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Imagine this scenario unfolding: You own a small bakery. You've spent your entire life crafting the perfect cupcake recipe. Due to the formula's success, you've had to hire an apprentice to help you out. For a few years, he's happy to help you create your masterful cupcakes. Since he's helping you bake, you end up giving him the secret formula to your delicious wares.
Everything is great -- until he decides to leave and start his own cupcake shop right across the street from you. Not only that, but he decides to use your cupcake recipe.
Et tu, brute. Do you feel that stab of betrayal? It might have been avoided if he had signed some legal agreements.
Contracts called non-disclosure agreements can be used to help protect your small businesses' confidential information. These agreements prohibit a person from disclosing or using trade secrets without permission. When crafting an agreement, what is considered "confidential information" must be defined.
These contracts can help protect secret formulas and other confidential information. Non-disclosure agreements usually can't include items that were discovered prior to or independent of your confidential information. For example, if the apprentice baker crafted his own cupcake recipe independent of yours and signs the agreement, he can still use his recipe.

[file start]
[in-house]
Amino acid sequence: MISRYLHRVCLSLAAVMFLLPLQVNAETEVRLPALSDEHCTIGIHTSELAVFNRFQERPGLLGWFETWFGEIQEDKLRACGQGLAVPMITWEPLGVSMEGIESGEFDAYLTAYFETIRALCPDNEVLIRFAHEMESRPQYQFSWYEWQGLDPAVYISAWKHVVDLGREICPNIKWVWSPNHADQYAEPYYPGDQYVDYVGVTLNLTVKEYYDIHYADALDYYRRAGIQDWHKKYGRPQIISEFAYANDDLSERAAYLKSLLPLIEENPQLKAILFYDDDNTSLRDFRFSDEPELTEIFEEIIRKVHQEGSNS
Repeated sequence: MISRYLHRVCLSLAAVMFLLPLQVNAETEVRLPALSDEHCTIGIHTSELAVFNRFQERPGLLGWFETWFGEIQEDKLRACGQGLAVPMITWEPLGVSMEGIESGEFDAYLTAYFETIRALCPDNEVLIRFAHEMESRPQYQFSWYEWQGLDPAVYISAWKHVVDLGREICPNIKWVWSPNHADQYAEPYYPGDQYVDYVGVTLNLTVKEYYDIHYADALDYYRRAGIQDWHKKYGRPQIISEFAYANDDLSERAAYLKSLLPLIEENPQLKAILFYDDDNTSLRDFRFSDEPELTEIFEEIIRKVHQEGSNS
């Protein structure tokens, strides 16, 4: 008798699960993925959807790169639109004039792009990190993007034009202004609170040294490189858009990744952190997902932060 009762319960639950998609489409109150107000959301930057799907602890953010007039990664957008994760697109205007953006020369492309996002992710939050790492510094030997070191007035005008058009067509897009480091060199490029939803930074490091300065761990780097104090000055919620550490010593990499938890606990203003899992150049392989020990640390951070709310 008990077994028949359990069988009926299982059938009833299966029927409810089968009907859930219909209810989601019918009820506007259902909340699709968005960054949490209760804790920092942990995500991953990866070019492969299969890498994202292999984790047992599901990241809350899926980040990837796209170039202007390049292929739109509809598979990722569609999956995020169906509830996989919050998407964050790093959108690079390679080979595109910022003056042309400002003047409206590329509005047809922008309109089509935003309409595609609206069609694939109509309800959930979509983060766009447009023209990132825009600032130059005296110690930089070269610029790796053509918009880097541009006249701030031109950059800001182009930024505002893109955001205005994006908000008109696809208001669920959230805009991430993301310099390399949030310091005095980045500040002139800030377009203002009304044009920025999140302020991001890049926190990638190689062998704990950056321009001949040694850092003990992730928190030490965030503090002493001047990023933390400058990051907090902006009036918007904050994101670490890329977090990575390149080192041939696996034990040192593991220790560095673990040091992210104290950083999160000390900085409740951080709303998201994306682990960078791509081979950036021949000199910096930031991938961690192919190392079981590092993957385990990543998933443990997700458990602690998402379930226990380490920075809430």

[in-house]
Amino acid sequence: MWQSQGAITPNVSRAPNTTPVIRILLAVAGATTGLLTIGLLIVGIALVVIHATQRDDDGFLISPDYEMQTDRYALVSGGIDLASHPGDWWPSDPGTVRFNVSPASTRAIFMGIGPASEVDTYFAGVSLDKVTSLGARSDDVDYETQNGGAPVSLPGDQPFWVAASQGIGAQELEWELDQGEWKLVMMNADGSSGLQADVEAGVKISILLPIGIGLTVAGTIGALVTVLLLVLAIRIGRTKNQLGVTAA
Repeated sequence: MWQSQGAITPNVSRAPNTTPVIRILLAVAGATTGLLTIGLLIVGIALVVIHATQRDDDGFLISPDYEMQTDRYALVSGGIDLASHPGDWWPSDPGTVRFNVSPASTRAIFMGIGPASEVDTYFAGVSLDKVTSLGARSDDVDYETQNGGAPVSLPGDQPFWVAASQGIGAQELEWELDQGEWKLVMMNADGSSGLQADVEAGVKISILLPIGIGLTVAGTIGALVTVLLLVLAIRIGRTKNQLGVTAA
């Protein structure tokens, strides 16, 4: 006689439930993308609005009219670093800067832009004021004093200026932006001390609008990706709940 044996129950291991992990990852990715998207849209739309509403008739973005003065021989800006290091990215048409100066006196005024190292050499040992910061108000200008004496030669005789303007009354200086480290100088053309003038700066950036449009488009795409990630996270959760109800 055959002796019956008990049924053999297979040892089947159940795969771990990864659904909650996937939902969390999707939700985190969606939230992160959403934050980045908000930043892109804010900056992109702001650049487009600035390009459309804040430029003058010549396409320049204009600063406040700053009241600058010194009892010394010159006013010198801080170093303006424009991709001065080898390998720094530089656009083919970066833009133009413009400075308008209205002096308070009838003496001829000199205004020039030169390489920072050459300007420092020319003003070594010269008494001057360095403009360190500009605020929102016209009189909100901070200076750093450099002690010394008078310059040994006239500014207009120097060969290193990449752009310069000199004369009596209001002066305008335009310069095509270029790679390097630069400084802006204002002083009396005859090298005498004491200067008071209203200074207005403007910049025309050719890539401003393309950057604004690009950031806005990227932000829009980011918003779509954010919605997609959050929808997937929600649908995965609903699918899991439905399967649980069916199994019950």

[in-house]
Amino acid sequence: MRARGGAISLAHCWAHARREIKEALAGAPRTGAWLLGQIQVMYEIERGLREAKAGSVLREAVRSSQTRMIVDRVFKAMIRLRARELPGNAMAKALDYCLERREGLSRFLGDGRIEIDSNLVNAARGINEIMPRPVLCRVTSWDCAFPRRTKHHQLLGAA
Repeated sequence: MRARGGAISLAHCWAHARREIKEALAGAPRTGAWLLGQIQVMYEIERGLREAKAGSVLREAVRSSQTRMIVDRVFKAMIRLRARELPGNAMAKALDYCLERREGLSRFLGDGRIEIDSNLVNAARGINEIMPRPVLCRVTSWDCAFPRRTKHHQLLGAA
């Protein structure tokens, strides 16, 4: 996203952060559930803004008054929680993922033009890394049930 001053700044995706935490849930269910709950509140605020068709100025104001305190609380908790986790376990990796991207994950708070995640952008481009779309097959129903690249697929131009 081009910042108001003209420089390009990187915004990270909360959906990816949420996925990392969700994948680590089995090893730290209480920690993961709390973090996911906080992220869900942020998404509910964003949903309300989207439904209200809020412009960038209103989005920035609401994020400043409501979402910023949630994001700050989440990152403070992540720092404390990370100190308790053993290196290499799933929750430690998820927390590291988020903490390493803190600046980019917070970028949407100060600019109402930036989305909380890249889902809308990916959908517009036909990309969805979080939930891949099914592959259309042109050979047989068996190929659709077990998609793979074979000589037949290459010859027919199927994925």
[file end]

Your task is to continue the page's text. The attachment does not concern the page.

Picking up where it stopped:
Another way small businesses can protect themselves is to have employees sign non-compete agreements. Typically, these contracts will limit an ex-employees ability to compete in the same market for a limited duration after they leave your employment. There are usually several requirements:
However, some states frown upon non-competition agreements and generally won't enforce them except in limited circumstances.
If your small business is concerned about protecting its company secrets and is considering including non-compete clauses in contracts or having employees sign non-disclosure agreements, contacting an attorney may be helpful. State laws will vary, so it's best to craft an agreement that fully complies with your jurisdiction's requirements.